It was revealed recently by Ecclesiastical that the cost of traditional building materials is increasing, but could this have a knock-on effect on claims inflation? And what other factors might be at play?

The prices for traditional building materials are rising, according to Ecclesiastical.

The insurer says it is pushing up the cost of reconstruction and repairs for heritage properties by 3.4%

This increase in cost could push up claims inflation and in turn see premiums soar.

Faith Kitchen, heritage director at Ecclesiastical told Insurance Times: “The provisional results of the Ecclesiastical Heritage Building Cost Index show that prices of traditional building materials have increased by 1.2% in the first three months of 2019 compared to the previous quarter (Q4 2018).

“The increasing costs of traditional materials such as handmade brick, hardwood and stone will have an impact in the event of a claim as a rise in the price of traditional materials will result in an increase in the costs of repairing heritage buildings when there is a claim. For clients who own heritage buildings, having regular valuations and the right indexation in place to mitigate the risk of underinsurance is critical.”

Traditional trades

Paul Humphris, specialist claims consultant at Ecclesiastical told Insurance Times: “When dealing with historic buildings the issues are with traditional trades and the availability of the specialist contractors.”

He referenced Notre Dame getting a large sum in donations to restore it following the fire last April, which saw the roof collapse, but highlighted that most historic buildings cannot rely on that kind of support.

“In the UK we have various bodies that are responsible for protecting those sites and making sure that any sort of modernisation is sympathetic. Who is making those decisions will be interesting for the French, of course in theory it is government funded but then you have got some very large funds from businessmen who may want some input,” he said.

Underestimation of repair costs

Last December, Historic England published a guide ‘Insuring Historic Buildings and other Heritage Assets’ following changing circumstances and evolving threats. The guide highlighted that the underestimation of repair and rebuilding costs have created “considerable difficulties” for owners making a claim.

But the executive non-departmental public body also recognises that both regular maintenance and repair is an important strategy in managing risk and emphasises the importance of using a broker.

The guide listed some key concerns for owners and managers, these included:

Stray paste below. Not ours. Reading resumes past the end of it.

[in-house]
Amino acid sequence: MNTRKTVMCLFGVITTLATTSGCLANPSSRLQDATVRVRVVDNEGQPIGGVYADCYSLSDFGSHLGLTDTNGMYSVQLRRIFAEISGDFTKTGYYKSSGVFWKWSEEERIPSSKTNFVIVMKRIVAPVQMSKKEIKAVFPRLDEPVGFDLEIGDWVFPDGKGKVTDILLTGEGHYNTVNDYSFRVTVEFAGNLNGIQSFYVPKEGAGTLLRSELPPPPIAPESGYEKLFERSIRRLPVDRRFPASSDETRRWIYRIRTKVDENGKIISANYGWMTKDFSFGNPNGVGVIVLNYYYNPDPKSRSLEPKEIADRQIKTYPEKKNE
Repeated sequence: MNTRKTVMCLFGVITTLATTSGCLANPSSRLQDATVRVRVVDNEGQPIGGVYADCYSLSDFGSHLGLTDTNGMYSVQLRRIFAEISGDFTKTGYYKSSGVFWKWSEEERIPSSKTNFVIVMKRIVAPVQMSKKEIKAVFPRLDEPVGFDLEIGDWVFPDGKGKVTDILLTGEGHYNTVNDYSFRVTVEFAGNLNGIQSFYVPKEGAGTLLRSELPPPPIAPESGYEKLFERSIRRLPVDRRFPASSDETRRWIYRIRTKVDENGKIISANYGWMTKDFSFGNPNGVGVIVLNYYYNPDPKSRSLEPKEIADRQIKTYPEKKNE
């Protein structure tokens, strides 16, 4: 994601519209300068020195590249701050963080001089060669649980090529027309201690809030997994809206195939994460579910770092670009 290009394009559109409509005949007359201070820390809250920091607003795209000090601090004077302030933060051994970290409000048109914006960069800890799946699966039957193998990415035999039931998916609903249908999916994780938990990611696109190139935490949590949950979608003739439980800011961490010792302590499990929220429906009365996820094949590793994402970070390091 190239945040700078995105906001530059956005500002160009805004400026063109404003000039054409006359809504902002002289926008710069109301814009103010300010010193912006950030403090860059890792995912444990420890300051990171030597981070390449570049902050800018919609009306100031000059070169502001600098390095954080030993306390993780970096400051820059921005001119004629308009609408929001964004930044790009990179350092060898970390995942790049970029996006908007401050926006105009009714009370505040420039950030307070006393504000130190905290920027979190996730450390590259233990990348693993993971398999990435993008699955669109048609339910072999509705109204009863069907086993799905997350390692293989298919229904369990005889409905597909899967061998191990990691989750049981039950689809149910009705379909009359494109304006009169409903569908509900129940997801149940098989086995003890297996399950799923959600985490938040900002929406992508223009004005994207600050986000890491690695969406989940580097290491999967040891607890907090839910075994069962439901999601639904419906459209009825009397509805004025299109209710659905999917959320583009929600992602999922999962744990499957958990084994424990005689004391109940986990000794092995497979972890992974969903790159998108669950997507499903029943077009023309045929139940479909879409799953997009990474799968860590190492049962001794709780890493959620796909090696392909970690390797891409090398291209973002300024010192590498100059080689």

notre-dame 2

Insurer for Notre-Dame contractors and artefacts revealed following the cathedral going up in flames last April

  • Fire
  • Lightning, explosion and aircraft
  • Storm and flood
  • Burst pipes and water leakage
  • Malicious damage
  • Accidental damage
  • Theft subsidence and structural problems
  • Building contract

Crux of the matter

Andrew Chesney, chief risk and valuation adviser at Hiscox said that ensuring the right cover is in place for clients and that they understand is the “crux of the matter”.

He told Insurance Times: “Such fluctuations we are prepared for [but] we certainly wouldn’t pass that on to our clients in terms of immediate increases in premiums.

“We, as a lot of the other HNW (High Net Worth) insurers, operate something called ‘Extended Replacement Cover (ERC).” It doesn’t apply to all listed buildings but certainly [for those that are] grade II and two-star properties, which covers the vast majority of heritage properties.

“If there has been a more up-to-date insurance replacement valuation [or assessment] carried out, then should there be any discrepancy between the total building sum insured and what the claim ends up being we will pay that difference with not punitive action to the client.

“There’s enough horribleness and uncertainty in the world it gives them a great degree of comfort.

“But it is very important that this is done by a proper valuer and that it is regularly updated by which I mean, the usual quantum is every five years.”

However, he reiterated that insuring heritage properties isn’t a “one size fits all” due to various factors such as range of materials and the time period it was built.

The ‘B’ word

Chesney said that the root of the problem is incredibly vast, but that some issues on the horizon are Brexit and global currency fluctuations.

In East Anglia he said to get hold of a sizable piece of oak to replace a supporting beam in a house, the likelihood is that it will probably come from France or eastern Europe due to local shortage.

He concluded that the top two risks for heritage properties were fire and escape of water.

Despite this, he doubts that the cost of traditional building materials rising will bump up claims’ inflation substantially.